Bahram Gur Hunts with Azada

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Bahram Gur Hunts with Azada, 1562
Former Title: Bahram Gur's Master Shot Observed by Azada (painting, verso; text, recto), folio from a manuscript of the Shahnama by Firdawsi
Series/Book Title: Shahnama by Firdawsi
Manuscript Folio
16th century
Safavid period
Creation Place: Shiraz, Iran
Ink, opaque watercolor and gold on paper
37.2 x 24 cm (14 5/8 x 9 7/16 in.)
Harvard Art Museums/Arthur M. Sackler Museum, The Norma Jean Calderwood Collection of Islamic Art
, 2002.50.157
Department of Islamic & Later Indian Art
Bahram Gur, a son of Yazdigird III, took his slave girl, a harpist named Azada, on a hunt. As they rode together on his camel, Azada challenged Bahram to do the seemingly impossible: to transform a male gazelle into a female and a female into a male, and to pierce a gazelle’s foot and ear with a single shot. Bahram immediately shot the horns from a buck and sent two arrows into the head of doe; he then grazed a third gazelle’s ear with a stone and, when the animal scratched the nick, pinned its leg to its ear with one arrow.
The artist of the painting has departed from the text, showing a harp-playing Azada, by herself on a camel, watching Bahram Gur hunt on horseback. Between them are a “horned” doe and an unfortunate buck shot through leg and ear. A large hunting party, uncalled for by the text, can be seen in the background, witnessing Bahram’s prowess.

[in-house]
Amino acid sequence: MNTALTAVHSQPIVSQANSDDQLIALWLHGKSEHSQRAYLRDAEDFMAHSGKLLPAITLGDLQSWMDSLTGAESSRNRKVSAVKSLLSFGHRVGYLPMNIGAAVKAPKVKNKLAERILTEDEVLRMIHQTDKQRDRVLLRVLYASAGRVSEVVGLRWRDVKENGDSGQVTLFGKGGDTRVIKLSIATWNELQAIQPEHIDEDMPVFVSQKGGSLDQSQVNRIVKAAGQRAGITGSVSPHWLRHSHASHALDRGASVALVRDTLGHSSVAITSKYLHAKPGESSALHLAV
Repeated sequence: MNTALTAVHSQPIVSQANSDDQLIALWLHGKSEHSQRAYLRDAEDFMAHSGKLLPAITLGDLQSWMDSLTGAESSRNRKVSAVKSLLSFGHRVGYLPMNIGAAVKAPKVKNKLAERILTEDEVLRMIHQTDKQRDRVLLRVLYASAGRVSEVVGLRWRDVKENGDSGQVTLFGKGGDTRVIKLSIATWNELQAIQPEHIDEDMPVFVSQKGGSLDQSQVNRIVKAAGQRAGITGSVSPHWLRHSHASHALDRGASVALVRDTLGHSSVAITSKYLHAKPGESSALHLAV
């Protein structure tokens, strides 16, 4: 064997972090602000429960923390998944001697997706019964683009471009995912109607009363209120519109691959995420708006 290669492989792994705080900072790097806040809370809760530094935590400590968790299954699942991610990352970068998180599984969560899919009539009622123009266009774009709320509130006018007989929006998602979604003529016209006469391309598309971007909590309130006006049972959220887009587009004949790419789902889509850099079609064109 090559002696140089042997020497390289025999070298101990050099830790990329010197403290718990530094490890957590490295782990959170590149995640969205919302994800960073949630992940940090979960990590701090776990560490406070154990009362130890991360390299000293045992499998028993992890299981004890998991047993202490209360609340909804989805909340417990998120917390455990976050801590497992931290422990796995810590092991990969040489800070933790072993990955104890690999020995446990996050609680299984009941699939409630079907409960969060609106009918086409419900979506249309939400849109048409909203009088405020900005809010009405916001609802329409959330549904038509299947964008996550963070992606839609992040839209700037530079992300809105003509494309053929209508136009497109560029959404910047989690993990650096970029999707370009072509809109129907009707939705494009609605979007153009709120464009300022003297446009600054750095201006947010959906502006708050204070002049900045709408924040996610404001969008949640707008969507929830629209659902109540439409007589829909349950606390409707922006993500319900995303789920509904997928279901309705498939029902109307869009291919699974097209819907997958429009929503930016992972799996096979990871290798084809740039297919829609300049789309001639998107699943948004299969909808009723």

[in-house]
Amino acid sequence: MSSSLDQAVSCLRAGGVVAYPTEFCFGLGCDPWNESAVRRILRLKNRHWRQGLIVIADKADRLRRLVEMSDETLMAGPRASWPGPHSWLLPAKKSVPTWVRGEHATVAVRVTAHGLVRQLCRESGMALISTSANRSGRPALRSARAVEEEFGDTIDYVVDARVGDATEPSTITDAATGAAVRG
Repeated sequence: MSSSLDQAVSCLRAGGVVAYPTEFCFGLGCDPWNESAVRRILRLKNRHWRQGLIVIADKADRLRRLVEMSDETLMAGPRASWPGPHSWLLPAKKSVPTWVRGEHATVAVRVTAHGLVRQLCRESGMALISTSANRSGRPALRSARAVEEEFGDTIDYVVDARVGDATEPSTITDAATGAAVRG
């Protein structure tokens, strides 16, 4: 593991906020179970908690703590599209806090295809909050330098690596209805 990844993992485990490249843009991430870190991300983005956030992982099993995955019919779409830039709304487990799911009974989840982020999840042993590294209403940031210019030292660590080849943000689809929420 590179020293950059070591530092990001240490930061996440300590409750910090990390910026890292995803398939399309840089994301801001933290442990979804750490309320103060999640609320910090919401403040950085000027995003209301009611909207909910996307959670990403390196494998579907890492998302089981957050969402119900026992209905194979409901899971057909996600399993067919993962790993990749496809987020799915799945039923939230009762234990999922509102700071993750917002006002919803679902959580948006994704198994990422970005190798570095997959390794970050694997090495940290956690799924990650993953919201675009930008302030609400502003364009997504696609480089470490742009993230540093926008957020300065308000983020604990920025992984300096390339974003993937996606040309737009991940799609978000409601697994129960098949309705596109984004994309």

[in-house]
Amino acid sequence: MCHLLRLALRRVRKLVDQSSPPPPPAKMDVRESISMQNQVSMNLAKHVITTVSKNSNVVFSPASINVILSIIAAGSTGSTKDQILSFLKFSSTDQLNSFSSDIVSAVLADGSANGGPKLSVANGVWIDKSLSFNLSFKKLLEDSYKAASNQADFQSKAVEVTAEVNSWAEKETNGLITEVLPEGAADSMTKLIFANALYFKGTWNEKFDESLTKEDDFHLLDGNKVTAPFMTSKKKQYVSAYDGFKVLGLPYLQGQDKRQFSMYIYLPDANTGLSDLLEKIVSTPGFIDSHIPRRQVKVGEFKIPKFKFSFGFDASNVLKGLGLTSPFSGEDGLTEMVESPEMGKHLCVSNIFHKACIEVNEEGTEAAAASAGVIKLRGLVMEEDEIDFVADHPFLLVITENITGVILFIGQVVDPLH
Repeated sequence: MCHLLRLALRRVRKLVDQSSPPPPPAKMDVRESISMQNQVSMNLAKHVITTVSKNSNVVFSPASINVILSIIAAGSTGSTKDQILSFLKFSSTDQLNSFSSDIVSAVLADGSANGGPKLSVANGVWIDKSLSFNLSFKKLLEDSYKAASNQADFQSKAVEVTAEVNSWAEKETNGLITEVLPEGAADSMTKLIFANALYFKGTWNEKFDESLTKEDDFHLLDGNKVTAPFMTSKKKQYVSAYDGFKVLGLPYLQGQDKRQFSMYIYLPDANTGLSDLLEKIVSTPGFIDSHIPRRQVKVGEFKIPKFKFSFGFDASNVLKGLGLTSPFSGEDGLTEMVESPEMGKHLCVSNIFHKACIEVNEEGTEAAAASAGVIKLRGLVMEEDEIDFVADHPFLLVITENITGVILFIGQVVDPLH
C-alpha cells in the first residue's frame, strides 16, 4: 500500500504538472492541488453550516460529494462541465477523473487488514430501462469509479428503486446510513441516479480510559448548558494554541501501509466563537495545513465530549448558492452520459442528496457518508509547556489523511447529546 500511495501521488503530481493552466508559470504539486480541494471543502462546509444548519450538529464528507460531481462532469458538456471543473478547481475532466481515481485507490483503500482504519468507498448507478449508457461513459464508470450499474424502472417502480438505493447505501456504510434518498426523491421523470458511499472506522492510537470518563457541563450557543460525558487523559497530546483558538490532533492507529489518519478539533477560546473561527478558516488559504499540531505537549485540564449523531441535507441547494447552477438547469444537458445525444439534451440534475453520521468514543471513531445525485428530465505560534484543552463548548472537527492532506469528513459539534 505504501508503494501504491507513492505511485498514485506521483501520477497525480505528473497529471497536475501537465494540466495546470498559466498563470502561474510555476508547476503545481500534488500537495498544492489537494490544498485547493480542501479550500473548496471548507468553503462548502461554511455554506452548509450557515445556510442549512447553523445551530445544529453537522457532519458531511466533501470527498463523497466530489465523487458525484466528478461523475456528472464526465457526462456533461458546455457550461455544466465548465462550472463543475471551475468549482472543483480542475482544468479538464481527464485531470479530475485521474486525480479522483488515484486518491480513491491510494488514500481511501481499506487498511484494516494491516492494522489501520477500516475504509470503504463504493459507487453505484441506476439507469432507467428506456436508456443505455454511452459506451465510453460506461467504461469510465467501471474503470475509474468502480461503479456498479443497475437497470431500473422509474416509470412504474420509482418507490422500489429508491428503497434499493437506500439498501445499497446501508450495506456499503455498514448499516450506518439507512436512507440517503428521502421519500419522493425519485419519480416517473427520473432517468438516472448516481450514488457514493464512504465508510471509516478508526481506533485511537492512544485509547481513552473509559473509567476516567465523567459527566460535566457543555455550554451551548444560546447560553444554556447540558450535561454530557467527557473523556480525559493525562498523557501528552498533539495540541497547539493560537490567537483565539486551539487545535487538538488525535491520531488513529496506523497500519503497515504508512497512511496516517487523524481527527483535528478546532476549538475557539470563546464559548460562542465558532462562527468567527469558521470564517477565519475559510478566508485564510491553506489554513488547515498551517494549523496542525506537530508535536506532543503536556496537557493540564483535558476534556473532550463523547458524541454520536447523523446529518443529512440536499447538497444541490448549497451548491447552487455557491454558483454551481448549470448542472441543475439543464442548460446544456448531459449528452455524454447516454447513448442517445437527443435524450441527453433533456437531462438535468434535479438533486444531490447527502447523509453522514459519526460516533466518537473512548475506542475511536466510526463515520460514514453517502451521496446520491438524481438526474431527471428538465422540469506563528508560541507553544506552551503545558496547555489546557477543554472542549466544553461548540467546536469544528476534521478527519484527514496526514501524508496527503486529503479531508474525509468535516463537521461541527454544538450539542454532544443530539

[Christies, London, 17 October 1995, lot no. 79]. [Mansour Gallery, London, before 1998], sold; to Stanford and Norma Jean Calderwood, Belmont, MA (by 1998-2002), gift; to Harvard Art Museums, 2002.
Mary McWilliams, ed., In Harmony: The Norma Jean Calderwood Collection of Islamic Art, exh. cat., ed. Mary McWilliams Harvard Art Museums (Cambridge, MA, 2013)

Exhibition History
The Sport of Kings: Art of the Hunt in Iran and India, Harvard University Art Museums, Cambridge, 01/22/2005 - 06/26/2005
In Harmony: The Norma Jean Calderwood Collection of Islamic Art, Harvard Art Museums, Cambridge, 01/31/2013 - 06/01/2013
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